With say 1 GP40 geared for 102mph and 6 commuter cars (about 115,000 lbs each) it takes about .85 miles to get to 55mph ish, about 2.5 miles to get up to 80mph, but it can take 5-10 miles to hit 100mph.

Above like 70, its like 1MPH for every maybe 10-15 seconds, and from 90-100, that takes even longer, if it can even make it. Ive been on locos that haven't made 100mph with 3 cars, but then Ive dragged 8 Multilevels at 100MPH with a different, much more peppy Geep - each loco is different with how it performs, which also contributes alot to how fast shes gonna get from A to B!

so i think the slowness of the diesels compared to the steamers might be true!!! or at least possible and probable!
  by Allen Hazen
The New York Central did a careful comparative study of its "Niagara" 484 against EMD's E-7 over something like eleven months. The results were published as a pamphlet with a title like "A Practical Evaluation of Railroad Motive Power," with Paul Kiefer (the New York Central mechanical supremo known as the designer of the Hudsons and Niagaras) as at least nominal author: figures may come from there. (It's been a LONG time since I looked at a copy!)

A lot depends on whether you are talking about a 2-unit (4000 hp) or 3-unit (6000 hp) E-7 set. I don't remember specific figures about acceleration at high speeds, but in terms of train performance over a few hundred miles of "Water Level Route," I think the conclusion was that 3-units of E-7 could equal a Niagara, but that 2-units were more nearly the performance-equivalent of a Hudson... and that was enough, under normal conditions, for New York Central's timetables.

The general principle about diesels not being as good at accelerating at high speeds is true. A diesel-electric locomotive is close to being a constant-horsepower machine: once you are going fast enough to avoid wheel-slipping you get the same drawbar horsepower at all speeds: not QUITE a fixed proportion (about 82% for first- and second-generation diesels) of the engine horsepower, but pretty close. (If you don't, your locomotive's electrical system was badly designed!) Tractive EFFORT -- the force with which the locomotive pulls at the train -- is proportional to drawbar horsepower divided by speed, so at high speeds the diesel doesn't have much oomph for further acceleration. Steam locomotives are different: their horsepower increases (a bit less than linearly) with speed up to an optimum that was usually fairly high. I don't remember specifics, but I think a Niagara didn't reach peak horsepower until it was going over 60 mph. Bottom line: diesel locomotive will not be as good as steam in accelerating (say after a curve with a 60mph speed restriction) to maximum speed, but the steam locomotive will be MUCH worse at lower speeds. Leaving the station, a 2-unit E-7 will have a tractive effort of something like 100,000 pounds (adhesion limited: roughly a quarter of the weight on the eight motored axles) and so will get away faster than a Niagara whose peak tractive effort is closer to 60,000 pounds.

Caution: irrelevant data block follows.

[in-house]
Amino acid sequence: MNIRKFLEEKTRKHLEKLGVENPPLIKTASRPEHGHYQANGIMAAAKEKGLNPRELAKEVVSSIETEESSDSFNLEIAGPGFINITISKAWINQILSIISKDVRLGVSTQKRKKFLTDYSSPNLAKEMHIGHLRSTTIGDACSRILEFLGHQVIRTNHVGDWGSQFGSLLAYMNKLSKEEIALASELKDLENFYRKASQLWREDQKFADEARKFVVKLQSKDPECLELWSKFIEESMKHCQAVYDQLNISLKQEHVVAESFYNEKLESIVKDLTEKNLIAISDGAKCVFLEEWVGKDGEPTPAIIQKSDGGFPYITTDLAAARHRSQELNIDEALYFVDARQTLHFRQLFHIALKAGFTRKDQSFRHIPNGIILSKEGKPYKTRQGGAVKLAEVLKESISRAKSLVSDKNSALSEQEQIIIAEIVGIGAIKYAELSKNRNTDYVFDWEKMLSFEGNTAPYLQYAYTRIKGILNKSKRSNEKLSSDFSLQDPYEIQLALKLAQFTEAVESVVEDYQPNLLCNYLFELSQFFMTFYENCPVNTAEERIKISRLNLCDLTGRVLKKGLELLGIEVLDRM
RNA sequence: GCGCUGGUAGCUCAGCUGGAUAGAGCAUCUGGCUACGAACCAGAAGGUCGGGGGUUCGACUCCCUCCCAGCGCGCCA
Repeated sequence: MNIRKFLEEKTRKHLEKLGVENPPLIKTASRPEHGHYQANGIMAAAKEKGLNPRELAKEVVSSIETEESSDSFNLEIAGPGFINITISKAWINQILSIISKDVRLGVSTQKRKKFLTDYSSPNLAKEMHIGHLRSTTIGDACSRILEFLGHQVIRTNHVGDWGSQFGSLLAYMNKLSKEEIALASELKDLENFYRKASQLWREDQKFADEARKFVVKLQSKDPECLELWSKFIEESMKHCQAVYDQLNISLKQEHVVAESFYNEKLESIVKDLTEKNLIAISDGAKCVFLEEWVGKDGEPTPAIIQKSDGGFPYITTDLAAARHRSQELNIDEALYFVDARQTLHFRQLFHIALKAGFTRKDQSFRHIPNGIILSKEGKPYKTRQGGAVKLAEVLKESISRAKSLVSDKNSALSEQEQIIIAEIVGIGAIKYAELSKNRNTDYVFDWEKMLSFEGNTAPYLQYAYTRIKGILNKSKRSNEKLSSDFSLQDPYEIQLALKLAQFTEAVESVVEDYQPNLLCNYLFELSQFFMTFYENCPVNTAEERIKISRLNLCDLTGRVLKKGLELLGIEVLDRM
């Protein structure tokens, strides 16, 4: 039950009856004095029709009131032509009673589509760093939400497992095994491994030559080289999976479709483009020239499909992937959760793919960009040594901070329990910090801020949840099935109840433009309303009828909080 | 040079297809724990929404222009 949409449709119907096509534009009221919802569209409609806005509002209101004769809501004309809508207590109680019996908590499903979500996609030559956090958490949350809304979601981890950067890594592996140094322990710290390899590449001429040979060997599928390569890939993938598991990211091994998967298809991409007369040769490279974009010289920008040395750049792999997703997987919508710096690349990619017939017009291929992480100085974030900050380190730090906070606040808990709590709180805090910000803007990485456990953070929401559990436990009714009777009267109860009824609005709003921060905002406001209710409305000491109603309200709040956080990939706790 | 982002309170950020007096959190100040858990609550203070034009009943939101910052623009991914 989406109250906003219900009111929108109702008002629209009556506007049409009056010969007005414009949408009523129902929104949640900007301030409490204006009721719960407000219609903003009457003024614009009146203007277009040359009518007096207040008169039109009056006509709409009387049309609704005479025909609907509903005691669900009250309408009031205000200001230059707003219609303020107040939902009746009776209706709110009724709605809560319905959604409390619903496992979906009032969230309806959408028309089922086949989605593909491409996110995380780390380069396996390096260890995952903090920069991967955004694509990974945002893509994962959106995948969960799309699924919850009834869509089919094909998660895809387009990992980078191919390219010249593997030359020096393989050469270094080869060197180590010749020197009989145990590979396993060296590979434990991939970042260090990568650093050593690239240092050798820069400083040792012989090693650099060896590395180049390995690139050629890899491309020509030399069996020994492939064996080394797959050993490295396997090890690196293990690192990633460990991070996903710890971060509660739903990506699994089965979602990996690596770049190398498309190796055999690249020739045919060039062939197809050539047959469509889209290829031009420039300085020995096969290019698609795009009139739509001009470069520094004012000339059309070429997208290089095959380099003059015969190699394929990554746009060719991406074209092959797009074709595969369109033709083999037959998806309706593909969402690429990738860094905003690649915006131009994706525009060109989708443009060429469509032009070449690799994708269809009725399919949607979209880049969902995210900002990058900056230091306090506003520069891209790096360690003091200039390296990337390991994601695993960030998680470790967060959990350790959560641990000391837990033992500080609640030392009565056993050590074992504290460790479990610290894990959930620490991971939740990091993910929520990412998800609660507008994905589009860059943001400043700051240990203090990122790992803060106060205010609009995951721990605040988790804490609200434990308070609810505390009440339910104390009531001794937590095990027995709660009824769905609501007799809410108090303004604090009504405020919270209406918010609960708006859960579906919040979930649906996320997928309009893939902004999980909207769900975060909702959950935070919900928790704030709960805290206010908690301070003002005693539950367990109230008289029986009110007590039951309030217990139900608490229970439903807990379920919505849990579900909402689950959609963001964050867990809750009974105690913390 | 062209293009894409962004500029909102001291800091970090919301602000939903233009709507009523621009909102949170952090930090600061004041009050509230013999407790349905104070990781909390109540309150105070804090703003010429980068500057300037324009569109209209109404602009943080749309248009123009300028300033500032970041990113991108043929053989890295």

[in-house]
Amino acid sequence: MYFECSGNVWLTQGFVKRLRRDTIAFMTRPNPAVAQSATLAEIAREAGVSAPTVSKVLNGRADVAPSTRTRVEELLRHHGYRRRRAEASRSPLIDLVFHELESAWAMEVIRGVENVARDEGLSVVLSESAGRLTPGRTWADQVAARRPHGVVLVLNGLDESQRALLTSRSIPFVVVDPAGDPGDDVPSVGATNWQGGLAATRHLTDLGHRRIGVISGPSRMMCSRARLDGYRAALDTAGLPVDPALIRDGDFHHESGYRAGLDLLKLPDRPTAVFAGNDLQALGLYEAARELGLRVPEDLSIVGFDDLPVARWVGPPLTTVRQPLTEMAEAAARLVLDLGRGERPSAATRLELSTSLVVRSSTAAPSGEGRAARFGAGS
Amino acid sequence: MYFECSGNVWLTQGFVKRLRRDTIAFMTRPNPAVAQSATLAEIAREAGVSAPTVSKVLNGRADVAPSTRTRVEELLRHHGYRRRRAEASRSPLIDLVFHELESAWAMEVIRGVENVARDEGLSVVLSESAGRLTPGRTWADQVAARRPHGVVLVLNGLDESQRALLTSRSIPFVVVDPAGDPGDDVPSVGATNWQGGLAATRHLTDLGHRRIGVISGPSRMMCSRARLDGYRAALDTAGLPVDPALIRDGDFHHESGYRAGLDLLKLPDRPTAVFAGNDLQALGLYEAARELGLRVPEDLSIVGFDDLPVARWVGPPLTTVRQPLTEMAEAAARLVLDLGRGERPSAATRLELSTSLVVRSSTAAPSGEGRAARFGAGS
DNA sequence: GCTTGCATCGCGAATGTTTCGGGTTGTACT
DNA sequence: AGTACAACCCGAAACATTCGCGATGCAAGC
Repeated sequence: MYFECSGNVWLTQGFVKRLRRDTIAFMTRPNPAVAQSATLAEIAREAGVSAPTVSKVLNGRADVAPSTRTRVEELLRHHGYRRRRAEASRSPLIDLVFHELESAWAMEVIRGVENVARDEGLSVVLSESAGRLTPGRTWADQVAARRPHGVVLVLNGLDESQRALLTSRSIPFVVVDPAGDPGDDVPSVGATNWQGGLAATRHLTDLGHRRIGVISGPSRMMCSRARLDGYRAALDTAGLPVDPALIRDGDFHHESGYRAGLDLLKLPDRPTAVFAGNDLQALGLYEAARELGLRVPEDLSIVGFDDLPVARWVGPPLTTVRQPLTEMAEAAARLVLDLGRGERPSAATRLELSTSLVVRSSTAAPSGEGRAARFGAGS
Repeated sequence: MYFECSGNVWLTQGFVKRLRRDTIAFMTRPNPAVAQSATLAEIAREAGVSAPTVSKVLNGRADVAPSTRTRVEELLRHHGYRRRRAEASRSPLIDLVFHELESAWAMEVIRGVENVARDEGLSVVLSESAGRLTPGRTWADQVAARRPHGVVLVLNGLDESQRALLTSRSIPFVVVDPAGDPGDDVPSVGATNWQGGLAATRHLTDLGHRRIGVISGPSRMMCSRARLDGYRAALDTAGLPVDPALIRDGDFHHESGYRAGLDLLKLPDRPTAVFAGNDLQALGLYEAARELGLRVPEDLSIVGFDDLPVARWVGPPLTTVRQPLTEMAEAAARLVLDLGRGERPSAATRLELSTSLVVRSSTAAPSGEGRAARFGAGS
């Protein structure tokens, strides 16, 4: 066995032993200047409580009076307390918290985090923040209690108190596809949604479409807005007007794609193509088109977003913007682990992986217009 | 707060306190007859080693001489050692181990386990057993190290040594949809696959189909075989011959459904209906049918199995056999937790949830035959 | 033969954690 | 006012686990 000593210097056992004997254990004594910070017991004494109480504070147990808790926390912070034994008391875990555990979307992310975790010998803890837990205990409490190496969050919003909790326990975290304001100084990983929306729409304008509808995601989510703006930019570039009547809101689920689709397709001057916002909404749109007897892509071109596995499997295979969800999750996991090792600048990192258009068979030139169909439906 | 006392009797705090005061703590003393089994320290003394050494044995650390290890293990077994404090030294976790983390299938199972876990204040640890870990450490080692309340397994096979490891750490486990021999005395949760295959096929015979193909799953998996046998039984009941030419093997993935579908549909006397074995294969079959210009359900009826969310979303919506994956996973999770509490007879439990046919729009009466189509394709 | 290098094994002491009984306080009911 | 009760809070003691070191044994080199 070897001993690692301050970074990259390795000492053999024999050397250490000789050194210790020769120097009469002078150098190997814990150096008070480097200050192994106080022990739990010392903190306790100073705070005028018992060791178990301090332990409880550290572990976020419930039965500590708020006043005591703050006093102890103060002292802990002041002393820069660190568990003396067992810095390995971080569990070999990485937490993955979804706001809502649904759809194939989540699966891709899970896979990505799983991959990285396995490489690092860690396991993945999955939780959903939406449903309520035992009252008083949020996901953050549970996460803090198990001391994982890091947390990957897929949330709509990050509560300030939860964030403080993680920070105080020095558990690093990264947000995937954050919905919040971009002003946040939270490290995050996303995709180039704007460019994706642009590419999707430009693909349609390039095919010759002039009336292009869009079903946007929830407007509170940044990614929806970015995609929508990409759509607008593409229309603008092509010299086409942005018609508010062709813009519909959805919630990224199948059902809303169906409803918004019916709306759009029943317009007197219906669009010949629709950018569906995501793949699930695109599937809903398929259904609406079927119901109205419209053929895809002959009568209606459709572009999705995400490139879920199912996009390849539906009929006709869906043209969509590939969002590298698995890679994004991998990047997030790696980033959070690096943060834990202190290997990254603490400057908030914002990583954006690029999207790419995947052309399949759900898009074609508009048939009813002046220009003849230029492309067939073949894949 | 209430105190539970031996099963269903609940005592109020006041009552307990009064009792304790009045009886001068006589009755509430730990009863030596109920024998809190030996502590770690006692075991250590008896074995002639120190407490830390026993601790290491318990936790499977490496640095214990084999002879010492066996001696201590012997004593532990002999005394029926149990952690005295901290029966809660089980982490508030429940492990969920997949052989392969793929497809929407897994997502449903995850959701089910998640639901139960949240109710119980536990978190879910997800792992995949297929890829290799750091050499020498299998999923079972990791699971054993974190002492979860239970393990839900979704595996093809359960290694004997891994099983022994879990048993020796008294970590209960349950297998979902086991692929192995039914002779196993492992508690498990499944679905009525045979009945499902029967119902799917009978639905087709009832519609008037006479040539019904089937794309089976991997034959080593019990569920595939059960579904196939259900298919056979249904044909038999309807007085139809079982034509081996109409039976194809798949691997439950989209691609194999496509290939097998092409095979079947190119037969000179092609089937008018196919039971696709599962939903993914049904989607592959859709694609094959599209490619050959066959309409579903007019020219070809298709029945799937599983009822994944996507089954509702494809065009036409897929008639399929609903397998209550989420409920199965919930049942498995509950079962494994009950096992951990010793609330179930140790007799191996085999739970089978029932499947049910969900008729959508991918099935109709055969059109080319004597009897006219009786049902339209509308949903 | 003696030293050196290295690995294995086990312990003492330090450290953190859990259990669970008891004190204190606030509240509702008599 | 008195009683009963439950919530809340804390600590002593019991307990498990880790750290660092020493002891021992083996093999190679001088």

by D.Carleton
I think everyone is drawing the same conclusions as Mr. Haas did. He never could understand how diesels could replace steam on passenger trains. Delays on passenger runs are inevitable. You cannot leave a station early, but you can leave late. Making up that time en route is difficult but even more difficult with diesels due to slower acceleration at higher speeds, i.e. accelerating out of curves, slow orders, etc.

As for Mr. Haas, I’ll let one of the other D.Carletons reply:
Arnold went to the same temple as the man who designed the Niagara. Their wives and children were friends. They had survived the Nazis. Arnold was younger and inherited all the pertinent data... Arnold had cab riding privileges on the New York Central. He rode New York to Buffalo at least two Sundays every month. He found that brand new E7s could accelerate a train from 0 to 80 as swiftly as a Niagara, and faster than a Hudson; and there it ended. The E units had the tractive effort but not the horsepower to continue accelerating. At eighty the Niagara was in the heart of its horsepower curve and could easily continue accelerating to 110.
As for my memories of Mr. Haas, he was the personification of dignity and grace; a gentleman’s gentleman. He always received us kindly and always imparted some facet of railroading wisdom to us.
  by Tommy Meehan
Allen Hazen wrote: A lot depends on whether you are talking about a 2-unit (4000 hp) or 3-unit (6000 hp) E-7 set.
Thanks very much. Very interesting reply.

One thing I can add -- this is from a former NYCRR design engineer familiar with the steam-to-diesel transition. The two-unit E consist was less costly to operate than a Niagara and adequate power for most passenger trains. A three-unit E unit consist was roughly equivalent to a Niagara (though more costly to operate) and could be made available when needed. (The 20th Century Limited almost always ran with an A-B-A locomotive.) In this former NYC engineering staff official's opinion, this alone doomed the Niagaras.

Mostly I thank Mr. D. Carleton for a fascinating peek behind the scenes.

I was especially interested to read that the late Arnold Hass was a very gracious man. The person paraphrasing him (on another list) made him sound just the reverse. To the extent that someone objected off-list that perhaps the reason Mr. Hass (and the poster) were so disgusted with New York Central management under Al Perlman was that they were anti-Semites. Since Mr. Hass was apparently Jewish -- as well as of gentlemanly disposition --I'm relieved to know this was not the case. (At least for Mr. Haas, that is.) :-)